David Webb: America’s Quintessential Jeweler
David Webb is America’s quintessential jeweler . . . and a new, glorious book celebrating the jeweler captures his legacy and importance today. Author Ruth Peltason unveils Webb’s legacy with 5th/58th.
In the first couple of years in business, back in the late 1940s, David Webb was one of those well-known “secrets” available only to the Ladies Who Lunch crowd. Cosseted in their chauffeured limousines, women would be driven to an unmarked address in the Diamond District, climb three flights of stairs, make a purchase, and return to their cars for the climb back to the safety of their Upper East Side homes. All that changed when in 1950 Vogue magazine featured a pair of Webb’s earrings on the cover of their October magazine, shot by the great Horst. It was a triumph, a coup, and a line in the sand: David Webb, at the young age of twenty-five, had arrived.
The fashion press loved the Southerner who had natural charm, stealth wit, and who managed to convince the ladies that he loved each of them the most. He also had that inexpressible “something”—a natural feel for what was fashionable and what would also endure, earning him the sobriquet, “always modern.” Webb rings were about color and size, his gold was as hammered as jewelry made by the ancient Greeks, and he could spin rock crystal into jewels nearly dripping with morning dew. Coral was a material he adored, and he also never shied away from taking diamonds and designing brilliantly patterned bracelets and earrings with them. He was indeed the right man at the right place at the right time. His clients included Elizabeth Taylor (who commissioned jewelry from him), Doris Duke, Diana Vreeland (she also featured him in both Harper’s Bazaar and Vogue), Jackie Kennedy, Marisa Berenson, Barbra Streisand, Brooke Astor, Estee Lauder, and generations of Vanderbilts and Rockefellers. The list is first class all the way, and seemingly endless. In all, he was what Eugenia Sheppard, the fashion journalist of the 1960s and 70s said, “David Webb is the most fashion-conscious of the jewelers.”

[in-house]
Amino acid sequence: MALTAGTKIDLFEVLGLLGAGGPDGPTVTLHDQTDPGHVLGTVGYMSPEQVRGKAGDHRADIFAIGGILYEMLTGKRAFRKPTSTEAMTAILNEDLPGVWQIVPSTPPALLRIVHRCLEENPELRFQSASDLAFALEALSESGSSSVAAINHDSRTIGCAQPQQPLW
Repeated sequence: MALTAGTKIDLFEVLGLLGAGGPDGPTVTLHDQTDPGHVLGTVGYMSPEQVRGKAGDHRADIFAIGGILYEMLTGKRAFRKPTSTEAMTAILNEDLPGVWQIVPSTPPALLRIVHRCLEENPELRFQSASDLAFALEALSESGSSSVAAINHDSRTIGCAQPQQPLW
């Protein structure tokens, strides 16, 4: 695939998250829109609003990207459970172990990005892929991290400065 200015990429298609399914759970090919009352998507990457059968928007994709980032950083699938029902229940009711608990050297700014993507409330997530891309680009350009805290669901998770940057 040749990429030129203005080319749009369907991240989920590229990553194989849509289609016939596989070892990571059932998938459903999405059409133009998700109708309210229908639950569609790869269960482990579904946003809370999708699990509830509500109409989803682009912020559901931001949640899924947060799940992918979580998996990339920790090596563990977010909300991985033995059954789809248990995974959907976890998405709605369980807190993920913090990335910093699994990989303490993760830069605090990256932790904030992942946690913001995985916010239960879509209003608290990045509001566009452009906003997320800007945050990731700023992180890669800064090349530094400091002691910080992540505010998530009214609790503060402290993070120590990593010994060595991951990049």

David Webb’s great legacy began in 1948 when he started making jewelry in his own workshop. Sixty-five years later and that is still the case. This is indeed jewelry made in America, with telltale American sensibility: optimism, openness to new ideas, and a unique way of looking at the past in order to go forward. The brilliant colors, grand sense of scale, size, and marvelous ability to make any piece of jewelry feel fresh are among the hallmarks of David Webb jewelry. From the company’s start, the David Webb customer has been a woman of high style and independence. And the new book on the jeweler places David Webb squarely in the center of the great glory years of American jewelry design in the twentieth century.
David Webb, The Quintessential American Jeweler is available on the Seventh Floor. Call 212 872 2758 for more details.